Ok: Some iron-ed out ideas. QFT and QM theories of measurement are indeed not the same, even though we have hilbert spaces and entanglement in both. The key difference is the problem of time in QM. Modern measurement theory is centered on decoherence, or many worlds, or coherent histories (these are all just names for the same thing, if you use the correct viewpoint). This phenomenon is explicitly time-dependent! Furthermore, there is a ruination of x-t conjugacy. Even in a non- relavistic theory we have the beautiful quantum conjugacy H = i d/dt P = i d/dx But the whole idea of the Dirac Ket ruins this. The Ket conceptually does not depend on x. That is, it is a vector which describes the state; x dependence is only one projection: f(x) = {x|f} However, |f> does contain explicit time dependence, in the form of the shrodinger equation. It is only this which allows measurement (aka decoherence). While I'm at it, I'll note that the idea of a "closed system" is quite poor, because the closed system is defined as one in which the total energy is constant, but this is a very time-phyllic convention, because choosing a constant total energy means the time evolution is just a phase, so that the system is "spread uniformly over time" (uncertainty principle). This means that we are "allowed" to talk about the "time" of an event only because the word "time" is meaningless for a closed system - every point in time is identical. To choose a closed system with x-t conjugacy is to choose a totally uniform state = totally random (not good). We need x-t conjugacy for relativity, so these thoughts bode ill for a relativistic and/or QFT theory of measurement. Schwinger points out adroitly that in order to have decoherence and/or measurement, we must be able to localize our wavepacket in time. But by QM this means we have let the energy go wild, so that in RQM or QFT we will A. probe the divergences, and B. create loads of particles from the vacuum, which will make any measurement result suspect. We also note that |x> is a good basis for a wavefunction, but it seems |t> is not; I'm not sure whether or not it is profound that the sum on times of |t}{t| seems to not function as a complete set..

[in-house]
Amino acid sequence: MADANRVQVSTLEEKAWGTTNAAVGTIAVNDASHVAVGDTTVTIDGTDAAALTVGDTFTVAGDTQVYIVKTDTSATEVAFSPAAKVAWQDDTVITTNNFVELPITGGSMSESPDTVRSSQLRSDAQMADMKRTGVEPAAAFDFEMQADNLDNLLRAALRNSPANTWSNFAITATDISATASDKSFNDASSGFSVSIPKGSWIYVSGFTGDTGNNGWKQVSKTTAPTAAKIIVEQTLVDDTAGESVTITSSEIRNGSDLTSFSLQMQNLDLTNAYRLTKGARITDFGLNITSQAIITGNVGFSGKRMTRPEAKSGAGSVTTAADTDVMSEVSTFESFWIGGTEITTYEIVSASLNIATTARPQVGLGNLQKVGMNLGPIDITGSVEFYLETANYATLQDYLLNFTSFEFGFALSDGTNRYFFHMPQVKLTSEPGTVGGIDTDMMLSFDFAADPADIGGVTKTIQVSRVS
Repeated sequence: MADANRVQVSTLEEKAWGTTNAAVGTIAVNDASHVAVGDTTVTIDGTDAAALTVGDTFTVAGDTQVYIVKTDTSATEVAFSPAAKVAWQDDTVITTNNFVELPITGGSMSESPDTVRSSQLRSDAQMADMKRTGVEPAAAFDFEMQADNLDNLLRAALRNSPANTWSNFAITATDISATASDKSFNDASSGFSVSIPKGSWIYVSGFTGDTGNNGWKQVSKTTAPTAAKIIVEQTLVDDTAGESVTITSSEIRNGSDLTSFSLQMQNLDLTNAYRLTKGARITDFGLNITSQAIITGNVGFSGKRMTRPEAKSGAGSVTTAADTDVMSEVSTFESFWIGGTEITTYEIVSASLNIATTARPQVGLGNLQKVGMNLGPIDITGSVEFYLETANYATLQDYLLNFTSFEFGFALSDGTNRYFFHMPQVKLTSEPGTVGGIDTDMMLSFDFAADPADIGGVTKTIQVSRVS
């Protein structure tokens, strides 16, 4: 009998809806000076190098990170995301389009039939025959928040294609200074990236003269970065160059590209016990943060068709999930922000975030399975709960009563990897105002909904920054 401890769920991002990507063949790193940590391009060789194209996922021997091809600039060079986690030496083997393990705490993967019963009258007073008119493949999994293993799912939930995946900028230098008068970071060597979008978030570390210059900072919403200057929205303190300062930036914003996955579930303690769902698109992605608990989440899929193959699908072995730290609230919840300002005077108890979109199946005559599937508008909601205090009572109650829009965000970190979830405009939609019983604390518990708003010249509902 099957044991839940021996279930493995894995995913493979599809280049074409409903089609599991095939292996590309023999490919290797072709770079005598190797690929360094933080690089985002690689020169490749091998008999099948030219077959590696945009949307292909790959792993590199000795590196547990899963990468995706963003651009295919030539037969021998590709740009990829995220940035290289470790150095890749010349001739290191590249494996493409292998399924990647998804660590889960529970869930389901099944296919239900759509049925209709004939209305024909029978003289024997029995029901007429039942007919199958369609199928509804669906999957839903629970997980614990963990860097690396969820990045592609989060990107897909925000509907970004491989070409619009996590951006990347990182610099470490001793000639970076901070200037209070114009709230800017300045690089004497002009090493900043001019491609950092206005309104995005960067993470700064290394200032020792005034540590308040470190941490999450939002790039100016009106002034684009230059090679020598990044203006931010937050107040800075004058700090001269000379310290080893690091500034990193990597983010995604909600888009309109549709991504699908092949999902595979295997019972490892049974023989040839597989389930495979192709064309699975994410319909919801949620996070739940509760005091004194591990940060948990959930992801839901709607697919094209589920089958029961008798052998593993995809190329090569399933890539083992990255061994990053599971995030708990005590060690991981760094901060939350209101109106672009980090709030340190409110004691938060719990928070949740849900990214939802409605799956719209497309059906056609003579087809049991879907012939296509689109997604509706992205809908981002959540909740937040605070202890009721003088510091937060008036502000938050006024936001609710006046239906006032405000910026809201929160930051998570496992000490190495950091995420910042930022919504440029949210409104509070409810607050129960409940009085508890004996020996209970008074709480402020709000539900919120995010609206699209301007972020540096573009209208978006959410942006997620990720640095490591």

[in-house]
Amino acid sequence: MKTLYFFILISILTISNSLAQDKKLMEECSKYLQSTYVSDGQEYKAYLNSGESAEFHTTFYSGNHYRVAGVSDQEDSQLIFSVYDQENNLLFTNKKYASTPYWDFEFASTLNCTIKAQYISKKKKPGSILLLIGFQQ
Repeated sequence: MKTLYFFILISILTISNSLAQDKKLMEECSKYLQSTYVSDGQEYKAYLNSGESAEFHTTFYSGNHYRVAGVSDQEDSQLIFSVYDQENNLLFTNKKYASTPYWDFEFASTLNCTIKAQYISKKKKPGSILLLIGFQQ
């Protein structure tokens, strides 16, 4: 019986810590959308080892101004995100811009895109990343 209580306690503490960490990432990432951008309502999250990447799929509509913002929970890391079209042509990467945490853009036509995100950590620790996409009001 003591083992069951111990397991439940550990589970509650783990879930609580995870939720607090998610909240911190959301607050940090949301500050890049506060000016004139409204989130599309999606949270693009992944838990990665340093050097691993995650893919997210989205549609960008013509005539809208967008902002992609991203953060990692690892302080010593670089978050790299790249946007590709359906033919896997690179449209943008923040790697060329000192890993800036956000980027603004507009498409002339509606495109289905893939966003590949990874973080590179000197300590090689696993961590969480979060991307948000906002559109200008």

Actually, these assertions are related to the even more interesting fact that entanglement can occur non-locally in space, but CANNOT occur non-locally in time. This in turn is related to the fact that we demand total probability conservation as a function of time, but not of space.

Furthermore, we demand causality as a function of time. This is certainly artificial and should be done away with. For example, let us consider the EPR experiment. Correlations exist between spins at A & B, but are not locally detectable. One way to model this is to allow the spacially-separated, same-time correlations in the wave function. However, these correlations can only be tested when A & B come together again. Thus, rather than a spacial correlation between A & B they could be thought of as both being correlated to a different time state. One way is to correlate to the past : the state when measured at either A or B is enough to establish the correlations.

Of course, correllations to the future make physics trivial : any state can be correllated to the result you are going to measure, so that the result of measurements is explicitly encoded in the system. While this seems to not be ruled out (since you are part of the system and your behaviour is determined by physics as well) it is too bizarre for us to consider at the moment.

**David Deutsch's Stern-Gerlach**